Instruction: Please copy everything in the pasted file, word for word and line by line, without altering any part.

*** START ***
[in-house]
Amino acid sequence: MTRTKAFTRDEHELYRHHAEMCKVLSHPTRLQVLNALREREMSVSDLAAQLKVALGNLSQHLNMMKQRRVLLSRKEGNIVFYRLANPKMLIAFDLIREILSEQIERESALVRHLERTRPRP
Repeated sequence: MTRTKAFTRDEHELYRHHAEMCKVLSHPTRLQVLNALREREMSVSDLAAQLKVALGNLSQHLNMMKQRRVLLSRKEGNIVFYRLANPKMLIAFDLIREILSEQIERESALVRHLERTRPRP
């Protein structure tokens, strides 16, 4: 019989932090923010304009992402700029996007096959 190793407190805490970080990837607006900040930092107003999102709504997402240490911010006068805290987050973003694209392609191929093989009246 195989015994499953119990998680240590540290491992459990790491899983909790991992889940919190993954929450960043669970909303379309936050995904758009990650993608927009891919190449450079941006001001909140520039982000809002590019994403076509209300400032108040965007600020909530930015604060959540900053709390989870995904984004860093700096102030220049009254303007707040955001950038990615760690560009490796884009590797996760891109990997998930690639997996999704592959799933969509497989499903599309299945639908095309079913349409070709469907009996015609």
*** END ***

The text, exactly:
[in-house]
Amino acid sequence: MTRTKAFTRDEHELYRHHAEMCKVLSHPTRLQVLNALREREMSVSDLAAQLKVALGNLSQHLNMMKQRRVLLSRKEGNIVFYRLANPKMLIAFDLIREILSEQIERESALVRHLERTRPRP
Repeated sequence: MTRTKAFTRDEHELYRHHAEMCKVLSHPTRLQVLNALREREMSVSDLAAQLKVALGNLSQHLNMMKQRRVLLSRKEGNIVFYRLANPKMLIAFDLIREILSEQIERESALVRHLERTRPRP
């Protein structure tokens, strides 16, 4: 019989932090923010304009992402700029996007096959 190793407190805490970080990837607006900040930092107003999102709504997402240490911010006068805290987050973003694209392609191929093989009246 195989015994499953119990998680240590540290491992459990790491899983909790991992889940919190993954929450960043669970909303379309936050995904758009990650993608927009891919190449450079941006001001909140520039982000809002590019994403076509209300400032108040965007600020909530930015604060959540900053709390989870995904984004860093700096102030220049009254303007707040955001950038990615760690560009490796884009590797996760891109990997998930690639997996999704592959799933969509497989499903599309299945639908095309079913349409070709469907009996015609």